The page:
Brexit's Effect on the Agri-food Industry Still Uncertain
30th July 2021back to the blogs
Ireland is beginning to feel the impact of Brexit in the agri-food sector as the UK has been Ireland’s largest export market for the last few decades. There are specific areas of uncertainty regarding the border between Northern Ireland and Ireland, however, during Brexit negotiations, all sides agreed that protecting the 1998 Northern Ireland peace deal (the Good Friday agreement) was an absolute priority.
On January 1, 2021 an important import/export agreement came into force and is now part of international law.
According to the BBC, “The EU requires many goods - such as milk and eggs - to be inspected when they arrive from non-EU countries, while some products, such as chilled meats, aren't allowed to enter at all.” To prevent border checks, it was finally decided that Northern Ireland would continue to follow the single market (i.e. the EU rules on product standards), and instead, checks would take place on goods entering Northern Ireland’s ports from England, Scotland, or Wales. Filling out customs forms on these goods are now required, prompting criticism that a new border in the Irish Sea has indeed been created, despite the UK’s commitment to Ireland that a hard border would not be implemented between the North and South.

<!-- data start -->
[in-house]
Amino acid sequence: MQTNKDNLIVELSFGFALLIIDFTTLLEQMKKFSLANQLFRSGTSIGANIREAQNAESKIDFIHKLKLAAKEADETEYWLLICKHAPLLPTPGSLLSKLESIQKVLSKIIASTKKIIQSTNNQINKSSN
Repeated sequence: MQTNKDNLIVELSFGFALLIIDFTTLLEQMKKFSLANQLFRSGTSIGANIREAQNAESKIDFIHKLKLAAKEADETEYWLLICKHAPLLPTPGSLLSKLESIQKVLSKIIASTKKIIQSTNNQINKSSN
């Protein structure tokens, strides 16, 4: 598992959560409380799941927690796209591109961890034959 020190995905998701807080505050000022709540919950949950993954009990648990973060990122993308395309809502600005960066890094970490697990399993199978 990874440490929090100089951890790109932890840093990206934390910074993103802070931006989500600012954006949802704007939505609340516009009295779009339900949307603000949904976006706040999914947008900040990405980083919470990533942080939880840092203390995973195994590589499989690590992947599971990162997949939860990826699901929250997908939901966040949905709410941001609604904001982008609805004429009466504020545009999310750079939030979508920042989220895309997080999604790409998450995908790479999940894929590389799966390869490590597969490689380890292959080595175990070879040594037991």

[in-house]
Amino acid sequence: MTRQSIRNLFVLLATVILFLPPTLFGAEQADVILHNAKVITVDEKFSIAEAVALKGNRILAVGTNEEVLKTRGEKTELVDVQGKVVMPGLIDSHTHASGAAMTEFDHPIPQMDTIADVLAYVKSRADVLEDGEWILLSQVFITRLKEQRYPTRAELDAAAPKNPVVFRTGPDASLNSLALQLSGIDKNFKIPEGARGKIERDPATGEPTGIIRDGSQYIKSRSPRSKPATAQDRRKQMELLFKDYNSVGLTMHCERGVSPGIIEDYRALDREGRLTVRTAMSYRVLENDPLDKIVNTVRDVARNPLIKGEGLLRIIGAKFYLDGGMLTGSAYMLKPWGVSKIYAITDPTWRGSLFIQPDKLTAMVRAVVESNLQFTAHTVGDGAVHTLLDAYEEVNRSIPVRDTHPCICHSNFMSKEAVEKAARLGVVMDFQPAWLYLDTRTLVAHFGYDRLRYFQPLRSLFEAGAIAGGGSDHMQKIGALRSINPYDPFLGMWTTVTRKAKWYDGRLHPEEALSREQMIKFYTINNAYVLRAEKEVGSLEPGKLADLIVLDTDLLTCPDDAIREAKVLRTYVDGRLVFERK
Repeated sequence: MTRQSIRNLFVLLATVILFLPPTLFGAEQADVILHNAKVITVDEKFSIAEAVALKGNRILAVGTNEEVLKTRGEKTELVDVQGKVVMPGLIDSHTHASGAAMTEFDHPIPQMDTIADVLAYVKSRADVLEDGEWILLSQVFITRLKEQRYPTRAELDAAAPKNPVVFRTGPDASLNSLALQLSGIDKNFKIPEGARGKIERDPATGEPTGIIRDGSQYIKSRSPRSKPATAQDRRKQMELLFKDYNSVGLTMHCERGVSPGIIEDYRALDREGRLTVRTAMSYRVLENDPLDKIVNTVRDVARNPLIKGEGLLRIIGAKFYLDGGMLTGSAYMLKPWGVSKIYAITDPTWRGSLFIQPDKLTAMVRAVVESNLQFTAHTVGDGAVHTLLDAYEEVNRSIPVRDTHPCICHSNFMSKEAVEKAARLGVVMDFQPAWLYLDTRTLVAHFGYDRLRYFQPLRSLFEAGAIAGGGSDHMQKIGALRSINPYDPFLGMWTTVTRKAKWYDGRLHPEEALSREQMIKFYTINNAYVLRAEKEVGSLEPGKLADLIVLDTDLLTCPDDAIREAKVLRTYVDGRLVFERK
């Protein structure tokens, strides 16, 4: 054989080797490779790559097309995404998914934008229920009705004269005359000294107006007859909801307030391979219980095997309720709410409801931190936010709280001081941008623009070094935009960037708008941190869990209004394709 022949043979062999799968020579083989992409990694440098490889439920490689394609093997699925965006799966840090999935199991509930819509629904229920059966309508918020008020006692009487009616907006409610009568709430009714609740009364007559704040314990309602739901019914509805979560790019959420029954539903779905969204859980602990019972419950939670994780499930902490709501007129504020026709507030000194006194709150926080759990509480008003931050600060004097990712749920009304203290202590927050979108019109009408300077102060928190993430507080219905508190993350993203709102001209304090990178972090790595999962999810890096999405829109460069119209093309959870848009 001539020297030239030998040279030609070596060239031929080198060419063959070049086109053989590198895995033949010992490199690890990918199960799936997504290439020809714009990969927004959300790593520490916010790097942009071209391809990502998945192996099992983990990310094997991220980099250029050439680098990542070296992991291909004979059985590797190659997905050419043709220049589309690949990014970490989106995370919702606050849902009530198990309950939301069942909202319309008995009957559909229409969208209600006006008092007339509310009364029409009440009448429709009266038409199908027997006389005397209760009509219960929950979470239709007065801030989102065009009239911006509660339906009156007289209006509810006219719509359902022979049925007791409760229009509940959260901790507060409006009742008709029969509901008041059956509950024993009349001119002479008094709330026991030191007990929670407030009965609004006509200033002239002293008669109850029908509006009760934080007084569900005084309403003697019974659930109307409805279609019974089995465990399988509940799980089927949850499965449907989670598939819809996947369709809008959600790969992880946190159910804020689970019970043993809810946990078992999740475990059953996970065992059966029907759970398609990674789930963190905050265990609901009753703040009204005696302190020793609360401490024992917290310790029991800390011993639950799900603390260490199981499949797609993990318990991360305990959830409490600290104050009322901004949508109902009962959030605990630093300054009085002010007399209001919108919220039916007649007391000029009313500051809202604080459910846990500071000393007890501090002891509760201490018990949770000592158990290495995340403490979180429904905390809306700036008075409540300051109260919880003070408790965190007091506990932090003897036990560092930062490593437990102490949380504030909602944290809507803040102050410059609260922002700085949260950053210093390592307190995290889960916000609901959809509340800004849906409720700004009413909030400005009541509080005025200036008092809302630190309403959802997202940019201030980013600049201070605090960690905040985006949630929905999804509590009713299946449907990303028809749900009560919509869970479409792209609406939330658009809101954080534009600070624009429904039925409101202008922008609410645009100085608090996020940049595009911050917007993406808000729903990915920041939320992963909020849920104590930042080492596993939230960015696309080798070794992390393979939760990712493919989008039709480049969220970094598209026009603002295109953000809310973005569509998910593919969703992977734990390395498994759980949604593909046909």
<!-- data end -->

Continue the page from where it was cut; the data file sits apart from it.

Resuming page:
When it comes to chilled meat products, you may have heard of the “Sausage Row” issue, mandating that, under EU food safety rules, these products are not allowed to enter the single market from non-EU-member countries. This now includes the UK.
So if you planned to send sausages from Great Britain to Northern Ireland, this is no longer a possibility…in theory. However, since January of 2021, a grace period has been in place where the rules don't apply. Originally, it was due to end on June 30, but that date has been extended to September 30. There is little to no indication that any resolution has been reached on the issue.
This is particularly a cause for concern for the agri-food industry as it is likely that trade tariffs of at least 15% will be introduced if there is no free-trade agreement between the UK and the EU. Industry financing is another concern as it relates to the EU budget as the UK has been a large net contributor and their withdrawl from the EU means budget cuts— both to the CFP and CAP, which are of the utmost importance to Irish farmers and fishermen, as in the past they have relied heavily on these subsidies.